I lived in another state, and didn’t suspect any of this from our previous visits. Then, I got a phone call out of the blue one sunny summer afternoon. My reaction was shock, disbelief, anger, desperation, and intense grief. Though we were told the adoption would be “open” and that we would be able to see him again, I couldn’t imagine how this would ever, ever be OK. The pain was worse than anything I had ever experienced. And I was just the aunt.
Fast forward. We survived the process, our family healed and my nephew is thriving with his adoptive parents. We, his birth family, are part of his extended adopted family. They are loving and capable people. People we are truly grateful to have in our lives. And yet, there is still a hole, a missing, a place I’m not sure will ever be filled. I’m concerned that my sister hasn’t completely dealt with her loss, indescribably deeper and more profound than my own. And I still wonder — occasionally — if we couldn’t have made it work somehow.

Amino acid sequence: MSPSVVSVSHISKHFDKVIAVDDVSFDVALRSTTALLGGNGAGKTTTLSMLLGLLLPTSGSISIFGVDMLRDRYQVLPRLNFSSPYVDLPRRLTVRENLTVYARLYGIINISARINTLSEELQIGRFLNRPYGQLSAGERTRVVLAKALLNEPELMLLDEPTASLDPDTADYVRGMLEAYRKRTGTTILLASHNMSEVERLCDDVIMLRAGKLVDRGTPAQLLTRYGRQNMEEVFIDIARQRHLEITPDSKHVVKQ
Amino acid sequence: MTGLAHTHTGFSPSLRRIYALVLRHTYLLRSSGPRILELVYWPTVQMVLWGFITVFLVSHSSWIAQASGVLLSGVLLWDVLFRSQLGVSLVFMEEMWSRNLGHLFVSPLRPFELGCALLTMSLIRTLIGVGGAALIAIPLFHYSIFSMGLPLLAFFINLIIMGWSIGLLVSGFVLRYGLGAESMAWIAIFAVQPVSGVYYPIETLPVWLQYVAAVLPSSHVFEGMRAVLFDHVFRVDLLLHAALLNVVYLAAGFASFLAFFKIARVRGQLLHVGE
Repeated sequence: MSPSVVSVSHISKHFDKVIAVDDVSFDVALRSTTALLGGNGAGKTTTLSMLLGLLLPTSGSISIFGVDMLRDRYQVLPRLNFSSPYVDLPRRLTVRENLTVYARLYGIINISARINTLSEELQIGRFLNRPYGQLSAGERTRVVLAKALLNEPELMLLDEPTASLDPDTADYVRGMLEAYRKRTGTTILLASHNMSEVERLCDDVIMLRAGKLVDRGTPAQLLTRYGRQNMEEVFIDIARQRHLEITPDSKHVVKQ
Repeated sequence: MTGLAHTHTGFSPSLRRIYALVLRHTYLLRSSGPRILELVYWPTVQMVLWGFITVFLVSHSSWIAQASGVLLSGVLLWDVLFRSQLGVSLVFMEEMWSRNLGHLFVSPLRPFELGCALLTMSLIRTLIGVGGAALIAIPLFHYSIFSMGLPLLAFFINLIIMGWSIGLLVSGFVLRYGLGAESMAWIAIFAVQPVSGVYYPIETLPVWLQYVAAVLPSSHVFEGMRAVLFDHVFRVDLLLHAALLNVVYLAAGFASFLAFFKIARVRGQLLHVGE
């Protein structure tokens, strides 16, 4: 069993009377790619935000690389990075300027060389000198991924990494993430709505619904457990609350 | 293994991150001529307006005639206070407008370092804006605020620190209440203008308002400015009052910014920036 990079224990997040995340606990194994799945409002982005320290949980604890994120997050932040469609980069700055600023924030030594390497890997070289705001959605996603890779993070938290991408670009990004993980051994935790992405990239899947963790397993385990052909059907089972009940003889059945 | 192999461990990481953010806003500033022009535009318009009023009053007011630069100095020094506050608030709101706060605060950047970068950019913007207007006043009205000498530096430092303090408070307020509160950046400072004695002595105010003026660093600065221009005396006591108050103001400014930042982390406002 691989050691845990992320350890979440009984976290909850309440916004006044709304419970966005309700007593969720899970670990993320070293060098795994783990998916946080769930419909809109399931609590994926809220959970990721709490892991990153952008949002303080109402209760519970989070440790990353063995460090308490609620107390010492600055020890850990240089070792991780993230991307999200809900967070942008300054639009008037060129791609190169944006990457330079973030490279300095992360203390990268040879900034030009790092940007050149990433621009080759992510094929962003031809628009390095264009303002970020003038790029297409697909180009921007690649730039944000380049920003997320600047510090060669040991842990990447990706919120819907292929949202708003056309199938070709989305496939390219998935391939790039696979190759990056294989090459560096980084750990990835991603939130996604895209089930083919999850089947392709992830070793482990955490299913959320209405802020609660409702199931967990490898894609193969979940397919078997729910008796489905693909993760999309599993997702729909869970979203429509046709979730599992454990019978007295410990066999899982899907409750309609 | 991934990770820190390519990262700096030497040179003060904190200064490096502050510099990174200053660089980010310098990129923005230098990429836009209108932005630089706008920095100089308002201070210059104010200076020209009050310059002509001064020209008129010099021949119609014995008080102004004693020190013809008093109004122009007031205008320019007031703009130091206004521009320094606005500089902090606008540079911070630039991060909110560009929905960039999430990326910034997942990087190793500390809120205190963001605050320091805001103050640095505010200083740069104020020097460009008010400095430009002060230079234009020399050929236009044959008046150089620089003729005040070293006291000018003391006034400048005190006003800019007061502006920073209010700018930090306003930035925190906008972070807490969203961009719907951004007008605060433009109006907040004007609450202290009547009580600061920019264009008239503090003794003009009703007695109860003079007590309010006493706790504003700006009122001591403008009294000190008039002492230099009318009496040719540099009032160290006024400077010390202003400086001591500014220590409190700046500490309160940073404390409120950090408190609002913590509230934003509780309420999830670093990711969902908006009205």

It’s estimated that about 60 percent of Americans have a personal connection to adoption — either by adopting a child, relinquishing a child for adoption, being adopted, or knowing someone who’s been involved in an adoption.
NPR’s Scott Simon has written a memoir of his own adoption experience, subtitled “In Praise of Adoption.” He and his wife have two daughters they adopted from China, and he describes adoption as “a miracle.” We’ll talk with him before his Portland lecture and with other Northwest families about their experiences and perspectives, about what adoption has meant to them.
Are you an adoptive parent? Did you relinquish your child for adoption? Did someone in your family? How did that experience change you? Were you adopted? Was that fact an issue as you were growing up? Are you considering adopting? What questions do you have about the process or outcomes of adoption?